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Tricky collision problem but looks simple

  • Thread starter johns123
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Homework Statement



Mass1 has velocity1 = 10 m/s heading toward Mass2 of velocity2 = 5 m/s in the same direction. Mass1 collides with Mass2 in an elastic collision. What are their final velocities?

Homework Equations



Require solving the conservation of mass AND the conservation of Kinetic Energy together.

The Attempt at a Solution



I got the answer in the back of the book, but it sure ought to be simpler to do. That's my question. Is there a simpler way?
 

Answers and Replies

  • #2
haruspex
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You needed conservation of momentum too, right? Those are the laws to use. Whether there's a simpler way to use them to arrive at the answer I can't tell without seeing your work.
 
  • #3
gneill
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There's a nifty way to avoid using the conservation of KE equation in elastic collision problems, one that turns out to be equivalent to it but is simpler (mathematically) to manipulate when solving the two equations in two unknowns.

Suppose that the initial velocities are v1 and v2, and that the final velocities are u1 and u2. Then the closing speed of the two objects after collision is equal to the negative of their closing speed before collision. That is: (v1 - v2) = -(u1 - u2). See? No squares or square roots to spoil your day.
 
  • #4
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There's a nifty way to avoid using the conservation of KE equation in elastic collision problems, one that turns out to be equivalent to it but is simpler (mathematically) to manipulate when solving the two equations in two unknowns.

Suppose that the initial velocities are v1 and v2, and that the final velocities are u1 and u2. Then the closing speed of the two objects after collision is equal to the negative of their closing speed before collision. That is: (v1 - v2) = -(u1 - u2). See? No squares or square roots to spoil your day.
Yep. That was demonstrated in the chapter .. after a page and a half of subbing the momentum equation into the KE equation. But there, V2 initial = 0 to simplify the math. And this one has M2 moving :-( My "guess" is I could do a "relative" collision by setting V2 = 0 and solving for V1final and V2final, and tacking on the missing 5 m/s. Is that reasonable?

I used the magic equations ( from subbing momentum into KE ) V1final = ( m1 -m2)V1init/( m1 + m2 )
and
V2final = 2m1 x V1initial / ( m1 + m2 )

This thing is a stinker and makes no sense, but I got the right answer by tacking on the missing 5 m/s
 
  • #5
gneill
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Yep. That was demonstrated in the chapter .. after a page and a half of subbing the momentum equation into the KE equation. But there, V2 initial = 0 to simplify the math. And this one has M2 moving :-( My "guess" is I could do a "relative" collision by setting V2 = 0 and solving for V1final and V2final, and tacking on the missing 5 m/s. Is that reasonable?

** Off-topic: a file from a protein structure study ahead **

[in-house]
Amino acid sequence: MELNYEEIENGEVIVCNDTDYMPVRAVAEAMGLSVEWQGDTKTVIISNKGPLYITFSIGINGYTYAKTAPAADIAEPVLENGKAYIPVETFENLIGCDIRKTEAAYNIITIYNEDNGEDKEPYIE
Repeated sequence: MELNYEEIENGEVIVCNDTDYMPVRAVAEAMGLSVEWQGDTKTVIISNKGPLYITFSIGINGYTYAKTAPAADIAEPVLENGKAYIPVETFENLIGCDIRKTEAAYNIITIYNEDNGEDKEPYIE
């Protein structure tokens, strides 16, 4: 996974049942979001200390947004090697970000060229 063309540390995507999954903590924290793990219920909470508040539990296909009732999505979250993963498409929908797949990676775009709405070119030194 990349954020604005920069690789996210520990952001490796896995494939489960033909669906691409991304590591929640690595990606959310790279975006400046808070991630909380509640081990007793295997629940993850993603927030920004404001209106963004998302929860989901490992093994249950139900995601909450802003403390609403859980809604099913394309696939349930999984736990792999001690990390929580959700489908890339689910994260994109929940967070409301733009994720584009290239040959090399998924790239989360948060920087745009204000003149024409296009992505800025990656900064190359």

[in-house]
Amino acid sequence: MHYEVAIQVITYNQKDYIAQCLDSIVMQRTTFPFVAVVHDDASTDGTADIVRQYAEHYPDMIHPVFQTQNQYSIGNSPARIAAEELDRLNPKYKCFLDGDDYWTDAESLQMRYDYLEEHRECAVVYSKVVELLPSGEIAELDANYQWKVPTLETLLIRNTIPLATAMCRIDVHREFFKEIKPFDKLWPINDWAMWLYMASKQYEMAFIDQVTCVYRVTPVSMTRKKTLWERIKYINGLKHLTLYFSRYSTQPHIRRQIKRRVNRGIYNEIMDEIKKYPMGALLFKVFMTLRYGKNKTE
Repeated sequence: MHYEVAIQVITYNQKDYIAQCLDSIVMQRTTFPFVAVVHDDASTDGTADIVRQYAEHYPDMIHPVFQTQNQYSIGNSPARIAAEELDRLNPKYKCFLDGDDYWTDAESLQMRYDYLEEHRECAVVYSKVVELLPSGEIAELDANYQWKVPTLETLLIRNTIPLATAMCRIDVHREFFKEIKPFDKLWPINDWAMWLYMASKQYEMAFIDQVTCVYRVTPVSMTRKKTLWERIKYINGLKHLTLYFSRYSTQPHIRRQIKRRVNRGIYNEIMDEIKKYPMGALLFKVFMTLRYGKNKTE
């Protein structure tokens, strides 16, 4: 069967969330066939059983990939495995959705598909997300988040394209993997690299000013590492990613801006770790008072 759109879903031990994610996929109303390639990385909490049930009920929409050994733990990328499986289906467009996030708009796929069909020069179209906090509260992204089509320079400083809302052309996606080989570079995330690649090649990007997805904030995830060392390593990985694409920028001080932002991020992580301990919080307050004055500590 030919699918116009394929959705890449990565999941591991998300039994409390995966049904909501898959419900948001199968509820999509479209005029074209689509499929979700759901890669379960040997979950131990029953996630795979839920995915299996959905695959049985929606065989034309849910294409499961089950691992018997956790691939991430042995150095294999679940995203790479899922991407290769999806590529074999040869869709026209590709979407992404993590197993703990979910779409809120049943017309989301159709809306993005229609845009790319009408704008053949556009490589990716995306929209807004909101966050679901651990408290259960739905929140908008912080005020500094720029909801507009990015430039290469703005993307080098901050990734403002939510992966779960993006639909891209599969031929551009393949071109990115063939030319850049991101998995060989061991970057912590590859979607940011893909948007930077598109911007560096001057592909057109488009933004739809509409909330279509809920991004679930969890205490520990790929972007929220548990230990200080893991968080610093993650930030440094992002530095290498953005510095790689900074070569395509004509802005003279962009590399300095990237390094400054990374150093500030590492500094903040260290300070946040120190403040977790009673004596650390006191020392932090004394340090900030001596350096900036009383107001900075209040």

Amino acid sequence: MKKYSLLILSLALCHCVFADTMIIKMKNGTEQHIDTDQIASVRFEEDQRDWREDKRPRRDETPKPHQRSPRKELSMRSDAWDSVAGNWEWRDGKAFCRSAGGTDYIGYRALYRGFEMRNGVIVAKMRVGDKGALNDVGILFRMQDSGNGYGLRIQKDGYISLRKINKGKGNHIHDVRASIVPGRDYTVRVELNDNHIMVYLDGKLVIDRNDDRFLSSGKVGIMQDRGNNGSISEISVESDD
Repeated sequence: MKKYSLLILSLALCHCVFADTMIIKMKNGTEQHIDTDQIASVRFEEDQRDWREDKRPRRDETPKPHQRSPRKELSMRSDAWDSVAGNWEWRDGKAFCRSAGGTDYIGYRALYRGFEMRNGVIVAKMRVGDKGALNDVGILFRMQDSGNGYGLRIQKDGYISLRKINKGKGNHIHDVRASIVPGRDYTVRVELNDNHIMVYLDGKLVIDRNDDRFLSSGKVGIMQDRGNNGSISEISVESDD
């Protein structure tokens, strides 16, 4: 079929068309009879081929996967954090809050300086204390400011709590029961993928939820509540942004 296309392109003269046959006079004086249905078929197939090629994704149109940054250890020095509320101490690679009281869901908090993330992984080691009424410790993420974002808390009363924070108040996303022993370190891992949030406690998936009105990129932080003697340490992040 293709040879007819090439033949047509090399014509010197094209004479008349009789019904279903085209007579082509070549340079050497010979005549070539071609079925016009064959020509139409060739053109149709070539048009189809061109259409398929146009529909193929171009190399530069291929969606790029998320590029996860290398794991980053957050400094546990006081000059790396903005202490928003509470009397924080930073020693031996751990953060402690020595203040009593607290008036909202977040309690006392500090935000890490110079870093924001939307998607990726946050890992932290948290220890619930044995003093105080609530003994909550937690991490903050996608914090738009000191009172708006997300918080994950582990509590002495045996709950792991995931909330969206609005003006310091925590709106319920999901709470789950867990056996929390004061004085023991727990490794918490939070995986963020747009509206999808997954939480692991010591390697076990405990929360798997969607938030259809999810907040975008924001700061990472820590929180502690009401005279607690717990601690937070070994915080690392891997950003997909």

You don't need to play any tricks with the velocities to force one to zero and "compensating" later; the method works as-is, regardless of the initial values of v1 and v2.
 
  • #6
haruspex
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There's a nifty way to avoid using the conservation of KE equation in elastic collision problems, one that turns out to be equivalent to it but is simpler (mathematically) to manipulate when solving the two equations in two unknowns.

Suppose that the initial velocities are v1 and v2, and that the final velocities are u1 and u2. Then the closing speed of the two objects after collision is equal to the negative of their closing speed before collision. That is: (v1 - v2) = -(u1 - u2). See? No squares or square roots to spoil your day.
True, but it is a consequence of the momentum and energy conservation laws. So you have to remember not to apply this unless you know energy is conserved. It is the perfectly elastic case of what is sometimes known as Newton's Experimental Law.
 
  • #7
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True, but it is a consequence of the momentum and energy conservation laws. So you have to remember not to apply this unless you know energy is conserved. It is the perfectly elastic case of what is sometimes known as Newton's Experimental Law.
How to you get both speeds after the collision? That crazy derivation gives both V1final and V2final .. assuming V2initial is = 0, and in terms of V1initial only. I made the assumption that I could simply ( minded ?? ) take 5 m/s off V2initial and V1initial giving V2initial = 0 and then solve for V1final and V2final .. and then tack 5 m/s back on ???? Have no idea that I'm right.

Maybe I could try going through the derivation without V2initial = 0 ???? I can just imagine what that's going to be like. In this problem, both energy and momentum are conserved.
 
  • #8
haruspex
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take 5 m/s off V2initial and V1initial giving V2initial = 0 and then solve for V1final and V2final .. and then tack 5 m/s back on ?
Yes, that's fine. Taking mass 2's initial trajectory as the reference frame, its initial velocity is zero. Use conservation of momentum and gneill's trick to figure out the two final velocities, then add V2initial back on.
 
  • #9
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Yes, that's fine. Taking mass 2's initial trajectory as the reference frame, its initial velocity is zero. Use conservation of momentum and gneill's trick to figure out the two final velocities, then add V2initial back on.
Thanks guys. If I'm learning something from this, it will surprise me :-)
 

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